Respect is earned. Nonetheless, I chose to pretend to respect this man, his position, and his authority. I thought that by pretending to respect him, at some point I might trick myself into *actually* respecting him. Guess what? It was easier than I anticipated. The more respectful I became, the less of a dick he was. I also found that he was good at what he did, and a strong contender to have in my corner when things on the project temporarily turned South. The best part? My life was now much, much easier. The conflict was gone and I greatly multiplied the effectiveness, and joy, in my daily activities. All these wonderful things because I chose to not be a dick back.

Its not magic. It just seems like it because its such a foreign concept. We all wonder from time to time how so-and-so manages to always seem so content at everything life is throwing at them. Now you know. The best part? This is one of those experiments you CAN try at home!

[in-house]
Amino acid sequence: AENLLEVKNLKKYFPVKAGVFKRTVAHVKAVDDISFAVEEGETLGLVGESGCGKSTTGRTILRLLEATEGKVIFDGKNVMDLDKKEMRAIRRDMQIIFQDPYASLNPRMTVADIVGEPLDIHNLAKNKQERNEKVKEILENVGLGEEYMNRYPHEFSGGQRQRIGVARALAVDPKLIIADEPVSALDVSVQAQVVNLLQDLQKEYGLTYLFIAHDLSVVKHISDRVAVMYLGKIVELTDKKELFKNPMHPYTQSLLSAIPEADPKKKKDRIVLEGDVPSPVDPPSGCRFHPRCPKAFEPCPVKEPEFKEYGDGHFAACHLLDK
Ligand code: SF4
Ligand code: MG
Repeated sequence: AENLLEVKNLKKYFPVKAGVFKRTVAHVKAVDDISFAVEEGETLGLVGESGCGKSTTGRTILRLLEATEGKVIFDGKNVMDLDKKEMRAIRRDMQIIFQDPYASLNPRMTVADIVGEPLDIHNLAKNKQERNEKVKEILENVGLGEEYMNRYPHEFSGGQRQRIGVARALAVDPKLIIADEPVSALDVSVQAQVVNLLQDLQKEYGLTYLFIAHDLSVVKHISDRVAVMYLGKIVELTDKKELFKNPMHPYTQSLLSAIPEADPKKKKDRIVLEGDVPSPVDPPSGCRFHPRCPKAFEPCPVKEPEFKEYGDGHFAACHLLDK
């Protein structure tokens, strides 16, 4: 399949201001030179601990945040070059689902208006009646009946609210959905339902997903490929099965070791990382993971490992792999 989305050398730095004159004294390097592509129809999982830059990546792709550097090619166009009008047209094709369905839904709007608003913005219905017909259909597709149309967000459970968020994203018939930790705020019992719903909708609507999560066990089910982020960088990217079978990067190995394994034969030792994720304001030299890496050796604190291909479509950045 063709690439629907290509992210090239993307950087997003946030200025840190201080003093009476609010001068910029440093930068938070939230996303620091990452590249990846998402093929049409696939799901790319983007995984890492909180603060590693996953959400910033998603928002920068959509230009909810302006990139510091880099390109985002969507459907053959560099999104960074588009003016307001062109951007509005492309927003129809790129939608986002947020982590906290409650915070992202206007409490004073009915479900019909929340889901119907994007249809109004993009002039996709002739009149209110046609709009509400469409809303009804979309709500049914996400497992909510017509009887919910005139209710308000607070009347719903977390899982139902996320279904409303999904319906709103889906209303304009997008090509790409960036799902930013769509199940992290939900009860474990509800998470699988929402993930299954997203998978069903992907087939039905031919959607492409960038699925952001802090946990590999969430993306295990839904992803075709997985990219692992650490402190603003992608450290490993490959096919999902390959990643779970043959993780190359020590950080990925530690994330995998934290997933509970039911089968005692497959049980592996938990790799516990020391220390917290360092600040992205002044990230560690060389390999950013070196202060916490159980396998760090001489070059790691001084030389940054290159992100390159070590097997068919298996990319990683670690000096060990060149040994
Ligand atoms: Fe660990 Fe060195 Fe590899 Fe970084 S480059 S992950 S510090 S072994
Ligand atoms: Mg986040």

michelle1963 at 2011-05-26 21:47 (UTC) (Link)
Some people mistakenly believe that the expression of negative emotion, even if seemingly justified, will lead to a feeling of satisfaction. Rarely is this true. Retaliation, whether blatant or passive-aggressive, just leads to more aggravation. Why is this the default reaction then?

Your solution was brilliant.

Today, a young man in my workplace was expressing dissatisfaction over "BS politics". An older co-worker was explaining to him that this occurs everywhere, and although he didn't have to like it, he needed to learn to deal with it. I added, "I go in with a good attitude because it makes me happy. I can't control the rest." I don't think the kid got it, but his co-worker did.
ehowton at 2011-05-31 00:04 (UTC) (Link)